Monday, 27 August 2018

IICSA and Ealing Abbey - Statements wanted

The IICSA is scheduled to hold hearings about Ealing Abbey in February 2019, and documentation and statements are being gathered now. It is important that the inquiry gets the clearest possible understanding of what went on there.

If you have experiences relating to abuse, either suffered by yourself or of others which you witnessed, or any knowledge of how the staff and monks covered up the abuse, then I urge you to make a statement.

I have drafted my statement, it is with my solicitor now. As a core participant in the Roman Catholic strand of the inquiry I have the right to legal representation. So if you want to make a statement, I can very easily get it to him and via him to the inquiry.

The inquiry will be interested not just in any accounts of abuse, but also in anything concerning how the school dealt with complaints about abuse. Whether and how abuse was covered up, both at the time and later if you're aware of complaints having been brought at a later date.

The inquiry will have within its scope all abuse perpetrated by staff at the school and by monks of the abbey, whether in the school/abbey grounds or elsewhere. I'm aware for instance that monks were governors of other schools in the vicinity and chaplains at other nearby institutions. Soper for instance was a visiting chaplain as Feltham Young Offenders' Institution and another monk was chaplain at St. Augustine's Priory School. So anything happening or covered up in any of these places is also relevant.

If you are an abuse survivor, then your identity will be protected - you have a lifelong legal right to anonymity. Your name will be replaced by an anonymous cipher and all other personal details in your statement that might identify you will be redacted.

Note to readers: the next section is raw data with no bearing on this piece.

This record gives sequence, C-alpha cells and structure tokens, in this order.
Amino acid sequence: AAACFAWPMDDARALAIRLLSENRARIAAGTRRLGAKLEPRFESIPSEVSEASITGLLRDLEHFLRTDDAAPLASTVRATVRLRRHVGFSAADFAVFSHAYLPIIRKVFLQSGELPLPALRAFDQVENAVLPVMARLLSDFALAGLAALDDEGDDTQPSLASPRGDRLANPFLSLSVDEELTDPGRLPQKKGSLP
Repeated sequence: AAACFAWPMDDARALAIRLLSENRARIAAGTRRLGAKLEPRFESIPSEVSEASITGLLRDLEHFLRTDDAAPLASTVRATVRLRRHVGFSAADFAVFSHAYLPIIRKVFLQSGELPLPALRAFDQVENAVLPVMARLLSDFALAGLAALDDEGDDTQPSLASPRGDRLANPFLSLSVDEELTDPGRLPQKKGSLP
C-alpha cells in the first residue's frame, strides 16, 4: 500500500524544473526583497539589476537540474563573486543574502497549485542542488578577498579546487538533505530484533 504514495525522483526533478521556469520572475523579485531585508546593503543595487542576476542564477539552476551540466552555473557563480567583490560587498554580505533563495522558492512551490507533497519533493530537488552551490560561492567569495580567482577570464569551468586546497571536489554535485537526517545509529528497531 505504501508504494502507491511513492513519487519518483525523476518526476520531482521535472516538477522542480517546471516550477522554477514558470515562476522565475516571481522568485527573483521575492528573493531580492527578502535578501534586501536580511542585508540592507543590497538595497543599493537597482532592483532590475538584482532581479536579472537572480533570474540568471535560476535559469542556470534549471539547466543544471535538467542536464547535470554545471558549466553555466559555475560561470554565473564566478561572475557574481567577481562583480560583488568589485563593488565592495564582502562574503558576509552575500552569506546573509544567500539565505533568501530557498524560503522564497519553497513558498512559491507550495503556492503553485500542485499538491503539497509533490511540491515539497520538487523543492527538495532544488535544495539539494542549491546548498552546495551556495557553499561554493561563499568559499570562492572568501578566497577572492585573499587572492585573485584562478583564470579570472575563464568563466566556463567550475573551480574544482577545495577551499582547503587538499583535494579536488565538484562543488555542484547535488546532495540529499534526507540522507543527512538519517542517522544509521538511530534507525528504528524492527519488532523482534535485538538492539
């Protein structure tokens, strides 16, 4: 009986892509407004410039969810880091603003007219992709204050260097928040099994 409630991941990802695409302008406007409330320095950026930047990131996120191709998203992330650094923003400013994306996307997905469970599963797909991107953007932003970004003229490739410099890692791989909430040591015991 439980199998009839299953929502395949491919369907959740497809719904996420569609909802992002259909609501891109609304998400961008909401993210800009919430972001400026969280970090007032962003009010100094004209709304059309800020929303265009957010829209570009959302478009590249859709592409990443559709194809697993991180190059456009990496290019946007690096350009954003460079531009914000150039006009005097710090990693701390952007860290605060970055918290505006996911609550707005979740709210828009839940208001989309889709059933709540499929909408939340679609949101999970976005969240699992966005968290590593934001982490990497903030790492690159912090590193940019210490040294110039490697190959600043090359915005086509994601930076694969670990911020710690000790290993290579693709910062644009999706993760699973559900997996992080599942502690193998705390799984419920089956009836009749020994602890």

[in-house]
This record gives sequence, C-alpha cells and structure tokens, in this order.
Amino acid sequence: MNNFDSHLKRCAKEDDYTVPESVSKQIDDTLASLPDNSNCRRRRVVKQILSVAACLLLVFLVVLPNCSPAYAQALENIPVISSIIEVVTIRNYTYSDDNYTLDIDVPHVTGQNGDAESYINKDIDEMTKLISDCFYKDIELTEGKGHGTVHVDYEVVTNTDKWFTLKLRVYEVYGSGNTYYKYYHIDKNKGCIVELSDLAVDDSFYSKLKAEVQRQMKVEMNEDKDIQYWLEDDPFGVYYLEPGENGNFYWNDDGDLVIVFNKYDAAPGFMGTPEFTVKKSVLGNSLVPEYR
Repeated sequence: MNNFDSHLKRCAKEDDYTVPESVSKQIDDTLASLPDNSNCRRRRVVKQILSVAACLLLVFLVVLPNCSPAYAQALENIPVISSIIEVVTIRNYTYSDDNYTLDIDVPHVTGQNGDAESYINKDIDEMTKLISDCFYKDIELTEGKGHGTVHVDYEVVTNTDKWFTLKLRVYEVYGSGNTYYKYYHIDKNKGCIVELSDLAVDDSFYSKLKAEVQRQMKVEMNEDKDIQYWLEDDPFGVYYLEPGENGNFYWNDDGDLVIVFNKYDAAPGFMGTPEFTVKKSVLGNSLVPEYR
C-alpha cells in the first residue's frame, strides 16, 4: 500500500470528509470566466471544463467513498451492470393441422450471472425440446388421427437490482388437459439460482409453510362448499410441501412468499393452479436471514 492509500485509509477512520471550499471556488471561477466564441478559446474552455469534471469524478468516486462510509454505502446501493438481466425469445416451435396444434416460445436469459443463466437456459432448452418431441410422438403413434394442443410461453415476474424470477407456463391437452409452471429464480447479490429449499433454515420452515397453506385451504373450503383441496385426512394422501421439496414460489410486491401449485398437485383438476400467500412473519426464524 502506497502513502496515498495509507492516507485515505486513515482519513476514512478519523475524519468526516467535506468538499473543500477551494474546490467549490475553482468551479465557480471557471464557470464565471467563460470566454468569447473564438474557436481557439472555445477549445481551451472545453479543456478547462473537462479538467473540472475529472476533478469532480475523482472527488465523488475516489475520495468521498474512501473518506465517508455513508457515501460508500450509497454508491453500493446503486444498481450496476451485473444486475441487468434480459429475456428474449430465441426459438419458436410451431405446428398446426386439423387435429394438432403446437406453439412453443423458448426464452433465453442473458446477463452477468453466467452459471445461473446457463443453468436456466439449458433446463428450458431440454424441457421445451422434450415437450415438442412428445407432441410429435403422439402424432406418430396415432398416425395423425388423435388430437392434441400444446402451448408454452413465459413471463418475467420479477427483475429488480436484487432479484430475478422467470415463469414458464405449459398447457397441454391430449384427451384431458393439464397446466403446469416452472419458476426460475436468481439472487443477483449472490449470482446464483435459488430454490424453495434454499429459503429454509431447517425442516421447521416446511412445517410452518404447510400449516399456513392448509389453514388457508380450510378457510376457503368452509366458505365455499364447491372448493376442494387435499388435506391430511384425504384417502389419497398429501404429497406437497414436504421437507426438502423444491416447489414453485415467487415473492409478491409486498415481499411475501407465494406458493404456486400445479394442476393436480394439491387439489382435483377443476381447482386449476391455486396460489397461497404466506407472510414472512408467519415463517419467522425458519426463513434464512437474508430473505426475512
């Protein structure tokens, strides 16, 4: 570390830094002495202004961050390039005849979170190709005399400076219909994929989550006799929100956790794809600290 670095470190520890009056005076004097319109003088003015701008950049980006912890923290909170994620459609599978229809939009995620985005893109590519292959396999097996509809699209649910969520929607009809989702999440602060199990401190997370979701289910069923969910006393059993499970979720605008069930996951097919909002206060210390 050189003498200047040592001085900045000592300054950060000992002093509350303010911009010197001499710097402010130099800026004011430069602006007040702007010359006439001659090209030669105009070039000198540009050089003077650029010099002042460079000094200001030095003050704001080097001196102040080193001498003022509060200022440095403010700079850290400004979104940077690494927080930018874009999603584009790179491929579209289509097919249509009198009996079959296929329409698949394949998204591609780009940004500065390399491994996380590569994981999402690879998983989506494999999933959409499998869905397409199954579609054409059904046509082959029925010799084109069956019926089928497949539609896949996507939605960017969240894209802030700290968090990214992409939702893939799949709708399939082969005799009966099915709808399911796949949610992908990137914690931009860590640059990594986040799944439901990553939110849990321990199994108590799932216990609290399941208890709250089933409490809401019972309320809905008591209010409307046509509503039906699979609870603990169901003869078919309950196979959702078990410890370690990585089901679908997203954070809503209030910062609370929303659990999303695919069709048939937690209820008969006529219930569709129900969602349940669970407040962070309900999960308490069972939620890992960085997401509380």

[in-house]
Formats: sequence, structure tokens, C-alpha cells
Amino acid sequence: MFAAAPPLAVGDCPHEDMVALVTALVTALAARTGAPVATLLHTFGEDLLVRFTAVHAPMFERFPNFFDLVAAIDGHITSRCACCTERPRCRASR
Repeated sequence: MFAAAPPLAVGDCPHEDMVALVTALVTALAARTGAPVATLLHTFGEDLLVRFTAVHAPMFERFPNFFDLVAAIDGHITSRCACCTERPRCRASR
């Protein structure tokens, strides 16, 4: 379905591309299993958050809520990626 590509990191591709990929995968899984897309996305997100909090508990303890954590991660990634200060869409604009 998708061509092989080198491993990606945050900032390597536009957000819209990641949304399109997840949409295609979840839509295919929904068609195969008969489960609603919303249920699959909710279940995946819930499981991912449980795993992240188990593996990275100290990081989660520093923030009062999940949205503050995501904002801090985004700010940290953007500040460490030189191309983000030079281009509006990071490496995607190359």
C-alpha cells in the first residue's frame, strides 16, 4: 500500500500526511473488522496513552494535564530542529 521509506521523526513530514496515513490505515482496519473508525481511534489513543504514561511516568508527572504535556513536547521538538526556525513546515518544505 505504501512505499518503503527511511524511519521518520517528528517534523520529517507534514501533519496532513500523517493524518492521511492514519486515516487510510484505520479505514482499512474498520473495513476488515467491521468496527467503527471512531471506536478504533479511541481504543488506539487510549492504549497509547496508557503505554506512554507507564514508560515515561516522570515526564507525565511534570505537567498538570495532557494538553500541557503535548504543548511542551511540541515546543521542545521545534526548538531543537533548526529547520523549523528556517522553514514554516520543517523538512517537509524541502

Some people have commented here saying words to the effect of "I don't think my abuse was all that bad compared to what some others suffered." If that's what you think, then you can be a witness not only to what happened to you but also to what happened to them. We won't get a better chance this generation to find out what happened and to put a stop to it.

If you are interested in making a statement, email me at If you don't want me to see the details of your statement, I can put you in touch with my solicitor and you can send it direct to him.

Monday, 1 January 2018

A survivor of Soper's abuse speaks out

"Peter" (not his real name) is one of the complainants in the trial of Fr Laurence Soper. He has spoken out about Soper and St Benedict's in an interview published on the the Guardian website today: London Catholic school abuse survivor speaks of 'constant violence'

You can of course read the full article if you follow the link above, but it's worth quoting a few of Peter's words here.
  • "There wouldn’t be a day when there wasn’t a queue of boys outside [Soper’s] study to be caned"
  • "[The abuse] was accepted, it was the norm, it was routine. Everybody had been into Father Laurence’s study. I realised it had happened to lots of boys before me and would happen to lots of boys after me.”
  • “Mine was the last generation where [abuse of children] was acceptable. Because of the culture at the time, it was excused. Now the whole system is changing. There’ll always be those who slip through the net, but it needs to be a bloody good net.”
Some comments to previous articles here have suggested that this sort of violence was common to most private schools in those days. Peter started at St Benedict's age 11 in 1979. He is therefore a few years younger than me, I took my A levels in 1979.

I didn't attend St Benedict's, I was educated elsewhere. But I can say that at the two private secondary schools I attended, there was not the culture of violence that Peter and others have described. Yes, the cane was used (very) occasionally, and yes there was something of a bullying problem, but I do not remember anything like the culture of violence that has been recounted at St Benedict's. St Benedict's might not have been unique (the IICSA heard similar accounts about Ampleforth and Downside during its recent hearings), but that level of violence certainly wasn't typical.

The violence and the fear it kindled among the pupils facilitated the abuse, as pupils were too terrified to complain.